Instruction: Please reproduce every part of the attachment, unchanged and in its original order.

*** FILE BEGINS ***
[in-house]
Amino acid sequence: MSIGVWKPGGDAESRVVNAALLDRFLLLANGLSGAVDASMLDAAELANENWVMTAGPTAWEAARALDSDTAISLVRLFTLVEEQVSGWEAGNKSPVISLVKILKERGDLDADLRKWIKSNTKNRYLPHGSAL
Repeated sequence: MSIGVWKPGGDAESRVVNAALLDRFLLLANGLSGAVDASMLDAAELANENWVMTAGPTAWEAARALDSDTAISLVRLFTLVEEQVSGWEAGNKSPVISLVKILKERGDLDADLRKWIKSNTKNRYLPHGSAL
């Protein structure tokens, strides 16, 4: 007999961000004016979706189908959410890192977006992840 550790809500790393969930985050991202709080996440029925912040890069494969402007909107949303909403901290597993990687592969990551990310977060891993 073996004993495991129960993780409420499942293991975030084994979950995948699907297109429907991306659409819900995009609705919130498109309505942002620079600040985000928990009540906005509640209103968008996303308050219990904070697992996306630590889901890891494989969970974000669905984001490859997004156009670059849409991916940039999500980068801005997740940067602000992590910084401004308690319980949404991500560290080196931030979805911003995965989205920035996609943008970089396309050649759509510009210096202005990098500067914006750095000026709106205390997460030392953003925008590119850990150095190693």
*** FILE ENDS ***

[in-house]
Amino acid sequence: MSIGVWKPGGDAESRVVNAALLDRFLLLANGLSGAVDASMLDAAELANENWVMTAGPTAWEAARALDSDTAISLVRLFTLVEEQVSGWEAGNKSPVISLVKILKERGDLDADLRKWIKSNTKNRYLPHGSAL
Repeated sequence: MSIGVWKPGGDAESRVVNAALLDRFLLLANGLSGAVDASMLDAAELANENWVMTAGPTAWEAARALDSDTAISLVRLFTLVEEQVSGWEAGNKSPVISLVKILKERGDLDADLRKWIKSNTKNRYLPHGSAL
């Protein structure tokens, strides 16, 4: 007999961000004016979706189908959410890192977006992840 550790809500790393969930985050991202709080996440029925912040890069494969402007909107949303909403901290597993990687592969990551990310977060891993 073996004993495991129960993780409420499942293991975030084994979950995948699907297109429907991306659409819900995009609705919130498109309505942002620079600040985000928990009540906005509640209103968008996303308050219990904070697992996306630590889901890891494989969970974000669905984001490859997004156009670059849409991916940039999500980068801005997740940067602000992590910084401004308690319980949404991500560290080196931030979805911003995965989205920035996609943008970089396309050649759509510009210096202005990098500067914006750095000026709106205390997460030392953003925008590119850990150095190693």